The Philippine government has revoked the operating license of leading news website Rappler, officials said Monday in a ruling denounced by President Rodrigo Duterte’s critics as another blow to press freedom.
Rappler, set up in 2012, is among a clutch of Philippine news organizations that have sparred with Duterte over their critical coverage of his brutal drugs war.
The Securities and Exchange Commission (SEC) said it had revoked the incorporation certificates of Rappler and Rappler Holdings Corp because they violated a provision in the Philippine constitution reserving media ownership to Filipinos.
“(Both are) existing for no other purpose than to effect a deceptive scheme to circumvent the constitution,” the agency said in a January 11 ruling posted on its website Monday.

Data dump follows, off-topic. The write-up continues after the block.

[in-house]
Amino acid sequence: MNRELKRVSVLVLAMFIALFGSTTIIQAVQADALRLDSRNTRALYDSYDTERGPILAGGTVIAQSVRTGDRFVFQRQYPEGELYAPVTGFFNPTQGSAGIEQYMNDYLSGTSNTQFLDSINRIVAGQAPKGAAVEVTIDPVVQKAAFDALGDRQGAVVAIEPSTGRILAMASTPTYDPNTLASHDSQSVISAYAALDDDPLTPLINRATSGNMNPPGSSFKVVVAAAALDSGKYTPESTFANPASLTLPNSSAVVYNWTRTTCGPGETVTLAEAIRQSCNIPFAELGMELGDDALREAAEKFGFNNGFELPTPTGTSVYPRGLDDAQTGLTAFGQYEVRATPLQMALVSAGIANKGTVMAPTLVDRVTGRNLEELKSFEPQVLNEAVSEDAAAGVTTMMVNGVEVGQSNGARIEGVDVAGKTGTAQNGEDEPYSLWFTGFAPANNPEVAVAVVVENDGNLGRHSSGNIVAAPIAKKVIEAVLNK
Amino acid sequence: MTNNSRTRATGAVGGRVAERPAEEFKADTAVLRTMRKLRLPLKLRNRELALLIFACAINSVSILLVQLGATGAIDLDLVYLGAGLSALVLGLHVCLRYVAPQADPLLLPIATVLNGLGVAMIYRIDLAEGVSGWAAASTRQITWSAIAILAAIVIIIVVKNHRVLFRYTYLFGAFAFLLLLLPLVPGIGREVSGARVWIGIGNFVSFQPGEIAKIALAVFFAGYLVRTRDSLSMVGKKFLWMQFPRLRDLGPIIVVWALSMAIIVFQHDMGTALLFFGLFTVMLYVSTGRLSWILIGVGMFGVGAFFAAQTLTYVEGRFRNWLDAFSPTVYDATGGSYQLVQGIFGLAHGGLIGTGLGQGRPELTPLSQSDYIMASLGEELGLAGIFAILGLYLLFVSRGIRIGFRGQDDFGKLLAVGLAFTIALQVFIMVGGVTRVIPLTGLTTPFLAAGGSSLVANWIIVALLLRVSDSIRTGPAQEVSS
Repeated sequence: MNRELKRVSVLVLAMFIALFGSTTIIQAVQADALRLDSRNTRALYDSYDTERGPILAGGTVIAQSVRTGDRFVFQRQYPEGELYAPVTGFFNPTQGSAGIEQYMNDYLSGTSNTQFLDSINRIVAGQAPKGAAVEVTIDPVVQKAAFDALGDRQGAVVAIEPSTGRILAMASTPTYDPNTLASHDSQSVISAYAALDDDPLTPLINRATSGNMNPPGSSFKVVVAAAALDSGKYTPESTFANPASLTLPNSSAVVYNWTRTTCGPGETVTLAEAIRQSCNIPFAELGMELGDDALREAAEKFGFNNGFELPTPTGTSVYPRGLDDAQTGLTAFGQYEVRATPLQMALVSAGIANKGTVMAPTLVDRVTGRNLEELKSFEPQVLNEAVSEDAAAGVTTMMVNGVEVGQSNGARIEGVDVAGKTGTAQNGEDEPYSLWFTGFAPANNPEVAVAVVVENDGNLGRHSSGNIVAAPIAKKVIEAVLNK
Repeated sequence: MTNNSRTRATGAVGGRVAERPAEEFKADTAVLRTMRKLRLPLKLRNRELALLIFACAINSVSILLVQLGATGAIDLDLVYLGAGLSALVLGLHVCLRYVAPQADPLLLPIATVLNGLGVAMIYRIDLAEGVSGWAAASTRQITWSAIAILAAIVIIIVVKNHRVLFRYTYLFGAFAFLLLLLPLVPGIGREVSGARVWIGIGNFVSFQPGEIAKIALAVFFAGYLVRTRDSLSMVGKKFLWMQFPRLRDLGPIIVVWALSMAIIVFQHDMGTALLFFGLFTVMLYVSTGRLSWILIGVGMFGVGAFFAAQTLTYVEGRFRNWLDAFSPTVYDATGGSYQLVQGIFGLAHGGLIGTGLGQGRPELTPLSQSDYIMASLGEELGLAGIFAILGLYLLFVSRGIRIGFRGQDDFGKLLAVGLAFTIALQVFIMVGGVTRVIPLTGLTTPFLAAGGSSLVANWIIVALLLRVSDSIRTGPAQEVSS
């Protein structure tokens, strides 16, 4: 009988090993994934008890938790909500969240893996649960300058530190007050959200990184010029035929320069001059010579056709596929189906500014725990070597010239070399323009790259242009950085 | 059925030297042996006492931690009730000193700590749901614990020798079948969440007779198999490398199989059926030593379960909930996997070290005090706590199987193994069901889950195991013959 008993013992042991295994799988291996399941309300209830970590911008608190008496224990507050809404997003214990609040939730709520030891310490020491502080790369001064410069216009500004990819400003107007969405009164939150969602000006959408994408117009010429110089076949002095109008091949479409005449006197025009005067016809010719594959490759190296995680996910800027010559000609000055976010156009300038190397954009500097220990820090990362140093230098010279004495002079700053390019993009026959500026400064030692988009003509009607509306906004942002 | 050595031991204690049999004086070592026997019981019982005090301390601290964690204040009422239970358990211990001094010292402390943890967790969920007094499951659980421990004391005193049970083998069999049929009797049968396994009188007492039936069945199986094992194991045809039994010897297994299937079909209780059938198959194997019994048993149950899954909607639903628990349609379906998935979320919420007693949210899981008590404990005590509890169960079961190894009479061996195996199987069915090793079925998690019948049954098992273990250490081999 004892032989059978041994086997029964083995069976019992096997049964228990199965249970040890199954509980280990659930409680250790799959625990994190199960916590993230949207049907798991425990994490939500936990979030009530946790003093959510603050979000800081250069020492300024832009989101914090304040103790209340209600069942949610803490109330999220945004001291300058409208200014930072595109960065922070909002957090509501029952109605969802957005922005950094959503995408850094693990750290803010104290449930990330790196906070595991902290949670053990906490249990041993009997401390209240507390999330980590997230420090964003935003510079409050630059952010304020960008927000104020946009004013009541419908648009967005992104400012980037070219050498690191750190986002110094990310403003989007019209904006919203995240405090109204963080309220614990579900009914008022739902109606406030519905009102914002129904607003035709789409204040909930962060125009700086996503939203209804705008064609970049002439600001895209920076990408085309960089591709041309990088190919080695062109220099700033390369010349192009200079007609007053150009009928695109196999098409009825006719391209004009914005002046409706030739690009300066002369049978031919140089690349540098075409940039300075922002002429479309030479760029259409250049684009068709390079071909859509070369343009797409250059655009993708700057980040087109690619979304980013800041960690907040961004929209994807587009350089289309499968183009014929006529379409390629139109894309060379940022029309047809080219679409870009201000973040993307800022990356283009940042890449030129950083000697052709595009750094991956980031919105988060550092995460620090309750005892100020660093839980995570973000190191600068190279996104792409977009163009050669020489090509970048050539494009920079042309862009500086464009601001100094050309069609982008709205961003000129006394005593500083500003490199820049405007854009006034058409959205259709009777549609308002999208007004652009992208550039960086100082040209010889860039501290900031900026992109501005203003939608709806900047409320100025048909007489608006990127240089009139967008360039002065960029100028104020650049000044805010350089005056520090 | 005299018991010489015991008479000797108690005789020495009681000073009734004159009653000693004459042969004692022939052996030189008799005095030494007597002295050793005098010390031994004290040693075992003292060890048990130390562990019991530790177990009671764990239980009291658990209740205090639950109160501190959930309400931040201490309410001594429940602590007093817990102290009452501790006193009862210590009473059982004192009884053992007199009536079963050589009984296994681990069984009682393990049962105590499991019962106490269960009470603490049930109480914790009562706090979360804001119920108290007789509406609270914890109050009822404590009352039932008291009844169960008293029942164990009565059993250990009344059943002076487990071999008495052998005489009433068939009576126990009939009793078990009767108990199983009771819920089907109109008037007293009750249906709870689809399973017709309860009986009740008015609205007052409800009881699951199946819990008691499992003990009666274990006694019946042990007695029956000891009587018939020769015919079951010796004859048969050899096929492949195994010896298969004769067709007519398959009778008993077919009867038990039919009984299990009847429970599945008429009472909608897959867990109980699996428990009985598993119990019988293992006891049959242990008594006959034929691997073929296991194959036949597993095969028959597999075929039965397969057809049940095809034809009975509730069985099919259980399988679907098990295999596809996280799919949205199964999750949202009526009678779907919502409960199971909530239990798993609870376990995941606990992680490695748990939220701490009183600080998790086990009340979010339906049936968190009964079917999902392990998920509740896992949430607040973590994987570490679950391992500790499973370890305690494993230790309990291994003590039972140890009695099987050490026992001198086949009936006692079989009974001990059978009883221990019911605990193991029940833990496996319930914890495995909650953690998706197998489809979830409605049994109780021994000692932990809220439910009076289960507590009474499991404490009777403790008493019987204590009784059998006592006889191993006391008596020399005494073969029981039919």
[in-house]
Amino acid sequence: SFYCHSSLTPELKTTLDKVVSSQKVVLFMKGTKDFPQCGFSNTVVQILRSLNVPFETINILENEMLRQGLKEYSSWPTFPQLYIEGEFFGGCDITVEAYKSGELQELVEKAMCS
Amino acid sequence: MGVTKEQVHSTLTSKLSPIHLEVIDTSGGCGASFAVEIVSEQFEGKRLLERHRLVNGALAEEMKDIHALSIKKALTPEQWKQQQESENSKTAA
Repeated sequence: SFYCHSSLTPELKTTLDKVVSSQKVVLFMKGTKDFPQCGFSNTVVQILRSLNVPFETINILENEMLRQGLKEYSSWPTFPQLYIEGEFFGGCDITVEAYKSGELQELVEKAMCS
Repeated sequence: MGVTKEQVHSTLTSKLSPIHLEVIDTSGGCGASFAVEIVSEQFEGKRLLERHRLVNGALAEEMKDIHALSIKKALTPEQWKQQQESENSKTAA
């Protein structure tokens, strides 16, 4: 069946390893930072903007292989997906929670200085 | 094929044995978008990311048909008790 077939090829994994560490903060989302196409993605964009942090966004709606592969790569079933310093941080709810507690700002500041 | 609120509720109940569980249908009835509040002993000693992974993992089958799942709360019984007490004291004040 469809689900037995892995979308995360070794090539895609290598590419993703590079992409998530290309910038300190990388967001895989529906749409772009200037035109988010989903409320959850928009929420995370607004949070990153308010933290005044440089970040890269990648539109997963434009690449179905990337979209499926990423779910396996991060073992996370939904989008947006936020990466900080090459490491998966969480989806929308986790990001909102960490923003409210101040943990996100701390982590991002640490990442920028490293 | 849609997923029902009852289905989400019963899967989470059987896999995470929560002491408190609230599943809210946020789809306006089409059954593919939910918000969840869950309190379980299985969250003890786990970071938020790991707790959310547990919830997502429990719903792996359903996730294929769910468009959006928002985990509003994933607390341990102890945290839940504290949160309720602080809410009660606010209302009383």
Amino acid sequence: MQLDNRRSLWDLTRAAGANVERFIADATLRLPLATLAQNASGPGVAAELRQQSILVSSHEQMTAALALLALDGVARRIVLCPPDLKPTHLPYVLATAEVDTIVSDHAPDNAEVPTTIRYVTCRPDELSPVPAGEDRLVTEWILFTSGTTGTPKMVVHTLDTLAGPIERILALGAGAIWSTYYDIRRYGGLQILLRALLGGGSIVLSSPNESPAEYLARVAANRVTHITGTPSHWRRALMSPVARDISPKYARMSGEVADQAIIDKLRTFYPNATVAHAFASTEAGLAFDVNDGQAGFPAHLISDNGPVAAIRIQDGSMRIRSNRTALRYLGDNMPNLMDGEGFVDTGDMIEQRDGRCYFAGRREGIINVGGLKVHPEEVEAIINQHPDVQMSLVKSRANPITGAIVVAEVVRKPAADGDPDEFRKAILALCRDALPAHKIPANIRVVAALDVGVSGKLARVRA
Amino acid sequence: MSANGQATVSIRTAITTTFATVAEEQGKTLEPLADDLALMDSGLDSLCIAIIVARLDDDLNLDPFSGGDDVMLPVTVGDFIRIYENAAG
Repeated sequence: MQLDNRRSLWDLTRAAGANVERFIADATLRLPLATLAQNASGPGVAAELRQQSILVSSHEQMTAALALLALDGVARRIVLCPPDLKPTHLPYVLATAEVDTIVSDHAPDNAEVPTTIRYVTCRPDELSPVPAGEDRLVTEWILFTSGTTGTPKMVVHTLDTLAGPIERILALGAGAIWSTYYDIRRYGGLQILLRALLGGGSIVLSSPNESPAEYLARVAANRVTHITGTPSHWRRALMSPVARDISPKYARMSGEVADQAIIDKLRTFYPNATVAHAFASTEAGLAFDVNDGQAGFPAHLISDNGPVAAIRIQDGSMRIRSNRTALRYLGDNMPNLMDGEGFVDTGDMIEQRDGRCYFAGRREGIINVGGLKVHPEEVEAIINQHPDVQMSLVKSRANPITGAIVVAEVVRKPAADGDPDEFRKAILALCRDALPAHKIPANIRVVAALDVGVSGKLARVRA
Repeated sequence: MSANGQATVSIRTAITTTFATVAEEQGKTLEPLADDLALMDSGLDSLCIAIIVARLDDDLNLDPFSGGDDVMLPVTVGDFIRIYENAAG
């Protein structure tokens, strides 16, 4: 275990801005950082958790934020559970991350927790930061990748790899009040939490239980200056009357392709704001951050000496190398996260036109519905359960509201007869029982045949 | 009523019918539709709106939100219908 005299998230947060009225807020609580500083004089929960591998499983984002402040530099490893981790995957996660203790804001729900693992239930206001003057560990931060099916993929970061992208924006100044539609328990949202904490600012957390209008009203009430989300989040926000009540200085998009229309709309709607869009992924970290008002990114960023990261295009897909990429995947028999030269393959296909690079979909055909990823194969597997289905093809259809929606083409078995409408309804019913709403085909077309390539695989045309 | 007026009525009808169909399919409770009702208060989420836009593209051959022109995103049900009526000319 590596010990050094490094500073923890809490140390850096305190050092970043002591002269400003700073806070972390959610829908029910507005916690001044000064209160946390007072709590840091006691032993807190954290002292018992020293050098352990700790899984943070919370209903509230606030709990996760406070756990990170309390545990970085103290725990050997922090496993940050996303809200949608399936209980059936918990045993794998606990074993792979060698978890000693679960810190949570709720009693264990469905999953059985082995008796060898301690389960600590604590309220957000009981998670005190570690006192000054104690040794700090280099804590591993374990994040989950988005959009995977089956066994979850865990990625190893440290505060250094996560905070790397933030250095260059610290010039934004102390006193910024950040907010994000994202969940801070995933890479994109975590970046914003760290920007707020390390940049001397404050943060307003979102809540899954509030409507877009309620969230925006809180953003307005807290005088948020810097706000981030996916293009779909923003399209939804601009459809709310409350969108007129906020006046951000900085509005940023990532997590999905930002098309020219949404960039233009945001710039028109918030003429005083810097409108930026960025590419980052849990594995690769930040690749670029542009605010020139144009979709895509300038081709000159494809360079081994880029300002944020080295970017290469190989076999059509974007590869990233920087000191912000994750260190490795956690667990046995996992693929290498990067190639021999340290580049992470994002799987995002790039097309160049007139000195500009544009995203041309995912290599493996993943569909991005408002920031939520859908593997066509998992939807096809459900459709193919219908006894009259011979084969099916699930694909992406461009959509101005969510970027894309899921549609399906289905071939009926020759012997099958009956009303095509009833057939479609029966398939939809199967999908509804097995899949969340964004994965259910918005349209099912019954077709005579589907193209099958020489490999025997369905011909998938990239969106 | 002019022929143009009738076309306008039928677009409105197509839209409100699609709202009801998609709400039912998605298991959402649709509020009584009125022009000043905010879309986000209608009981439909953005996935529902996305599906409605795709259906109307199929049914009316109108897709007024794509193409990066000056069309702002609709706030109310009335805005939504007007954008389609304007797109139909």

Rappler’s acting managing editor Chay Hofilena told AFP the company would file a court appeal against the ruling, which is due to take effect in 15 days.
“This is pure and simple harassment, the seeming coup de grace to the relentless and malicious attacks against us since 2016,” the website said in a statement, adding Duterte was among those who had attacked it.
“We will continue bringing you the news, holding the powerful to account for their actions and decisions, calling attention to government lapses that further disempower the disadvantaged,” it said.
The case concerns Rappler Holdings’ decision to issue Philippine depositary receipts for shares of Rappler Inc. that the government said were sold to foreign companies.